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  #1  
Old 10 Jan 2008
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Choice of Bike - Input Please

Cross posted in aus.motorcycle

Hi Guys

My S.O. and I are looking at a pair of (identical) dual purpose bikes sometime this year. Aim is to do some (more) touring/rallying in Aus and then later some overseas long distance stuff. Big dream is one of the long ones. India to the UK, UK to South Africa and maybe Canada down to TDF.

Problem is that my S.O. is a little vertically challenged (166cm) so the original idea of a pair of R1200GS won't work. I'm thinking maybe a couple of earlier R80 G/S or even the later GS might be the go.

Requirements include:

They have to be tried, tested and tough and not mind being bounced off the scenery a few times.

They have to be low-tech and capable of being cobbled back together in somewhere like Ulan Bator by the local blacksmith.

They have to have easily obtainable spares.

They need to be on the light side of heavy.

They have to be simple to maintain.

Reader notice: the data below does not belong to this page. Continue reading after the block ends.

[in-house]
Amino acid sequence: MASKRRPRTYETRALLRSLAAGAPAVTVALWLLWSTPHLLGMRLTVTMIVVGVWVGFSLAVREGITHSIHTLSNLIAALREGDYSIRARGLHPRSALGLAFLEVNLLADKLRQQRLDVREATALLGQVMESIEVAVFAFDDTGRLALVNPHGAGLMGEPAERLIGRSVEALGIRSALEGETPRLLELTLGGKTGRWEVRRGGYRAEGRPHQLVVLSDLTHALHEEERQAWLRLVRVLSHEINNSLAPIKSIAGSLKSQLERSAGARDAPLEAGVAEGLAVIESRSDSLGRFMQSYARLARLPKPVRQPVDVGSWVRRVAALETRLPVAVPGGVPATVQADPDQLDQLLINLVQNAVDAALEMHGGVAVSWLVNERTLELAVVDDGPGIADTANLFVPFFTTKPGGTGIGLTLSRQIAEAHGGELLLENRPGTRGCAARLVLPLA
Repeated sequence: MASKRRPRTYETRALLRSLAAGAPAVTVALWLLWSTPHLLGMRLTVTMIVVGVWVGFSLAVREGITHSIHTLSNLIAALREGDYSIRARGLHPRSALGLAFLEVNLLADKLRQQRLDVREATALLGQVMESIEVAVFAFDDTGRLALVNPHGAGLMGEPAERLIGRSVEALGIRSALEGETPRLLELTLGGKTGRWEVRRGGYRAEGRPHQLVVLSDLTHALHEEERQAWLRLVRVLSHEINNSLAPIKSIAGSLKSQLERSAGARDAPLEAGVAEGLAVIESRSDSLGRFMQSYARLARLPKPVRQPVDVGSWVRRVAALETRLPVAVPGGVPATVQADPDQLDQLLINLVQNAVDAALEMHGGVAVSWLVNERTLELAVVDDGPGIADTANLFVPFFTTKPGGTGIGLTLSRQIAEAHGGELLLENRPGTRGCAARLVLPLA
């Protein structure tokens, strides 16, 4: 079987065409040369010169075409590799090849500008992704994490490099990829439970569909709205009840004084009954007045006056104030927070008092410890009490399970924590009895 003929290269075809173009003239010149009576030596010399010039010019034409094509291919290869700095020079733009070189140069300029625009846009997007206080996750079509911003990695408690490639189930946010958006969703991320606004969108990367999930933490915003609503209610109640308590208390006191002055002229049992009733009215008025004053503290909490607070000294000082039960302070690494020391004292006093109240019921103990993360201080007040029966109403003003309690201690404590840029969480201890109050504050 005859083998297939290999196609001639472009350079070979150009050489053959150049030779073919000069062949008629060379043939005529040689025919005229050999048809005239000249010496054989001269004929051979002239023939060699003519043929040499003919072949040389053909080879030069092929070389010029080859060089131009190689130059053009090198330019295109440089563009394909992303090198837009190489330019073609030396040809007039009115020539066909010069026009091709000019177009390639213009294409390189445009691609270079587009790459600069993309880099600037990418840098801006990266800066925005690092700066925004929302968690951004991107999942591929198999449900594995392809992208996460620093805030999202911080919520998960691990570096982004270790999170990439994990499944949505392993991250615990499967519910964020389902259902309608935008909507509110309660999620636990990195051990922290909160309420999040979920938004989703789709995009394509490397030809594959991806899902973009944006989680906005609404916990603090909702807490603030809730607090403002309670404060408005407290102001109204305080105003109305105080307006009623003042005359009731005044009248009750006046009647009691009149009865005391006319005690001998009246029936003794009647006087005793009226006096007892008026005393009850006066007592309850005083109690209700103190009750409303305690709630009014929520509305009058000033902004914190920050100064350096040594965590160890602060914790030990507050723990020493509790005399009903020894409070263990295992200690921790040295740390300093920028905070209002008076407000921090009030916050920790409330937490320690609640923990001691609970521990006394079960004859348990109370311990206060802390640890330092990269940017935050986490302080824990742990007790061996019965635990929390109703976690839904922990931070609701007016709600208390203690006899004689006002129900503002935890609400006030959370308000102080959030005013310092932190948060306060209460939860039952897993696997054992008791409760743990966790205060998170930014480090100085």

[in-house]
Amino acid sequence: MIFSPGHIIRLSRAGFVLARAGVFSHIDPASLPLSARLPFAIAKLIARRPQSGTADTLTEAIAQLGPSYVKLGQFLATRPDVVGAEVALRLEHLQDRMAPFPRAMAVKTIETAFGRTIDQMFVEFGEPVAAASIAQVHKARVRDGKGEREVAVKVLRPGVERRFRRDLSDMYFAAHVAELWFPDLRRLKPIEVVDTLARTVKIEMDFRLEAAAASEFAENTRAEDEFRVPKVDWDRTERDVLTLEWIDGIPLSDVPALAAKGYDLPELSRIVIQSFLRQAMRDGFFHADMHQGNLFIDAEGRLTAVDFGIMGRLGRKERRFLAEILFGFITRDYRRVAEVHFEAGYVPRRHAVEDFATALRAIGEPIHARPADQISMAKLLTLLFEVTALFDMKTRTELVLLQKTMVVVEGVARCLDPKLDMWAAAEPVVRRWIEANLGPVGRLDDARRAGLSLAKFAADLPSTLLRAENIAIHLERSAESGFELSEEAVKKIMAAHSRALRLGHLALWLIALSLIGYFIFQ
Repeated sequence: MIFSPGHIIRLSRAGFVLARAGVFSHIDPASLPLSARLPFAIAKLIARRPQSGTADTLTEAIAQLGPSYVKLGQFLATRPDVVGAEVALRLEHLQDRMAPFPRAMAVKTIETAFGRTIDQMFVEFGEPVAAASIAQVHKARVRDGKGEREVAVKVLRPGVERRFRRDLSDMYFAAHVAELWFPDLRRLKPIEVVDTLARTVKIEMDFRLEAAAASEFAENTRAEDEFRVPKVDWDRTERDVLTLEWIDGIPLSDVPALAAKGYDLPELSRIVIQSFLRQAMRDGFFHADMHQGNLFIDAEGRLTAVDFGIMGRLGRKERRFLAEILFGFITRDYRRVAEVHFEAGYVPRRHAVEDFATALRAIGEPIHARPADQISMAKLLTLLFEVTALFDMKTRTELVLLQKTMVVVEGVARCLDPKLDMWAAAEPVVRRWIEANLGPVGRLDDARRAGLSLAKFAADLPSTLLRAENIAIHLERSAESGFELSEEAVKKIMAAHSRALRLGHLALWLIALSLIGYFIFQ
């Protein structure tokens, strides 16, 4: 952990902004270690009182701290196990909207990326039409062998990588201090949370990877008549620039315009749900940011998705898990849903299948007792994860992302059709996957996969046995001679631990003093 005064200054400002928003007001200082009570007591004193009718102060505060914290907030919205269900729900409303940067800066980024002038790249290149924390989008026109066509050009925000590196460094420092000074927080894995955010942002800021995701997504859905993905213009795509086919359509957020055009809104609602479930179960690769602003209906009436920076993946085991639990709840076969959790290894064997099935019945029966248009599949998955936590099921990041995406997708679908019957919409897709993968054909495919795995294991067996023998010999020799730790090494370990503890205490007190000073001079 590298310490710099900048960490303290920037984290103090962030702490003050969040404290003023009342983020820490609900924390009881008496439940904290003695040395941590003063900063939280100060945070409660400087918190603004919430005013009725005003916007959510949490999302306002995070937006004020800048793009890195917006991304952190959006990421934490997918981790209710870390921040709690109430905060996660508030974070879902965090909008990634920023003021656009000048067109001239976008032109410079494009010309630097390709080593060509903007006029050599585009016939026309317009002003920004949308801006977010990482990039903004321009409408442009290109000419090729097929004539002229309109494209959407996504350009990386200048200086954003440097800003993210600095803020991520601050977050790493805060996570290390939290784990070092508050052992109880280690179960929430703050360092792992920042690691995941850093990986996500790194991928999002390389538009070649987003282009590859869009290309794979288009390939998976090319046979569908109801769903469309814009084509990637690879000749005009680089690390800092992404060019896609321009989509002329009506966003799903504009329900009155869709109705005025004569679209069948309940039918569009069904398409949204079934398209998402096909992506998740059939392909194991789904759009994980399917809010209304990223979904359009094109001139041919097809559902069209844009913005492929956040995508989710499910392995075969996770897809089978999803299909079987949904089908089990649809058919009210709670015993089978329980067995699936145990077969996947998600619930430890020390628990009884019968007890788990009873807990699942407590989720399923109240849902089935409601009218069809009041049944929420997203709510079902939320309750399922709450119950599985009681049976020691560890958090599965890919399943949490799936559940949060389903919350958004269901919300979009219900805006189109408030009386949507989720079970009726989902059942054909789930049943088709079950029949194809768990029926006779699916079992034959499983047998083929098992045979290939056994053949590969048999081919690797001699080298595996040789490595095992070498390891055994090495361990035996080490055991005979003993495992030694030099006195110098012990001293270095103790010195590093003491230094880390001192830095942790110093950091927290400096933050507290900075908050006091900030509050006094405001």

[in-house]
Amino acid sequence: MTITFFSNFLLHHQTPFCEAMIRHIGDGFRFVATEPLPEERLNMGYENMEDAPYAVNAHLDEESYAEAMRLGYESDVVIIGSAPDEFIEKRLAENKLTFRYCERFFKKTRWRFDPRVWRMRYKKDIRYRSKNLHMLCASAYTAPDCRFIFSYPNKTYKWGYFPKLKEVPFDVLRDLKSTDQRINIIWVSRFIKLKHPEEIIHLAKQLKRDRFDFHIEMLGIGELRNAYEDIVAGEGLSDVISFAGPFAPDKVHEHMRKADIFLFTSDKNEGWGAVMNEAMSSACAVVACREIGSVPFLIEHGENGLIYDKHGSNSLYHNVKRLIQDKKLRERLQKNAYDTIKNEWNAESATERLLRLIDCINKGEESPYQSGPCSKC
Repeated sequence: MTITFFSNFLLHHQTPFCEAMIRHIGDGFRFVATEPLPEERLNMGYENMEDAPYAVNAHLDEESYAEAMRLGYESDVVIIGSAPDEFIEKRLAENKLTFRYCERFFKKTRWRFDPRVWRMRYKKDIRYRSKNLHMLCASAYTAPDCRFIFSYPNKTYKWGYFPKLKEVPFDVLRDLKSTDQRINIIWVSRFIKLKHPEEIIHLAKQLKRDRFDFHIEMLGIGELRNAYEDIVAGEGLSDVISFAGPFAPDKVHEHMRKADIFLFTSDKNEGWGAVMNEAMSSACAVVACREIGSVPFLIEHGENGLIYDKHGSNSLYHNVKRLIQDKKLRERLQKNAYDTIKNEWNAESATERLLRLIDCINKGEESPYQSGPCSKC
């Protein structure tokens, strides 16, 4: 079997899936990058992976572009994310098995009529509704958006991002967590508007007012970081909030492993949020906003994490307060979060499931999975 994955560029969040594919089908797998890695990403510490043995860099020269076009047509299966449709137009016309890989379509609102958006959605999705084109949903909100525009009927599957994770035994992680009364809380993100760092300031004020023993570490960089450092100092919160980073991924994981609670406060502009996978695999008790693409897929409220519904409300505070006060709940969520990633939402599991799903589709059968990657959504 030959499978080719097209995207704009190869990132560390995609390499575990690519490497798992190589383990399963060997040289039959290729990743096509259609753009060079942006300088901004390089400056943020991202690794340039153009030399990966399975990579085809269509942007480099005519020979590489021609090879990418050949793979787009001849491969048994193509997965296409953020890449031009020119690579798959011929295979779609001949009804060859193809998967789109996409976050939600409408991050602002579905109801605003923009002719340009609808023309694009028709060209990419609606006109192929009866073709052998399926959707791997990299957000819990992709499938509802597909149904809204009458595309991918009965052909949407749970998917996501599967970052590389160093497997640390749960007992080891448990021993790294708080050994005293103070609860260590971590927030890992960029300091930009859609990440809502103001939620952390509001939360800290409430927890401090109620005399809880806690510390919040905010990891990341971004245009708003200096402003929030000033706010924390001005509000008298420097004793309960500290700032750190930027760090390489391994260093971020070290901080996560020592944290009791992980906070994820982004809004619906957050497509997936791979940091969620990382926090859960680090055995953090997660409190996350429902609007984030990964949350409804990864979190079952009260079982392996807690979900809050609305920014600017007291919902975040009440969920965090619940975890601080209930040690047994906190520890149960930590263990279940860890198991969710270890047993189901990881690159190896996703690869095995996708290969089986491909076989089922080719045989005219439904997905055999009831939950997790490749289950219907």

Any input/suggestions short of taxidermy (or trading her in) gratefully accepted.

Rgds

Nigel.
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  #2  
Old 10 Jan 2008
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You might like to consider a 250 .. much lighter. Ok it won't be happy at 120km/h .. but most of the time you'll be doing 100km/h or less ...

If you insit on a bigger bke .. the suzi DR650 is lowerable (all the bits are there - except for the shorter side stand - that you could cut and reuse the original).

Read a few blogs of couples travelling together to get ideas on what bikes they used .. and their experience with them.

Going to the HU meeting in Feb?
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motorcycles BMW R80 G/S 1981, BMW K11LT 1993, BMW K75 G/S
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  #3  
Old 10 Jan 2008
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yeah.......umm.........OK

Quote:
Originally Posted by Prosmart;167654

Requirements include:

They have to be tried, tested and tough and not mind being bounced off the scenery a few times. [B
Yamaha XT600[/B]

They have to be low-tech and capable of being cobbled back together in somewhere like Ulan Bator by the local blacksmith. Yamaha XT600

They have to have easily obtainable spares. Yamaha XT600

They need to be on the light side of heavy. Yamaha XT600 ( if compared to a lardy 1200GS)

They have to be simple to maintain. Yamaha XT600

Nigel.
Above Bold Words my additions........

In the words of Mr Rolf Harris..."Can You Tell What It Is Yet?"

Martyn
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  #4  
Old 10 Jan 2008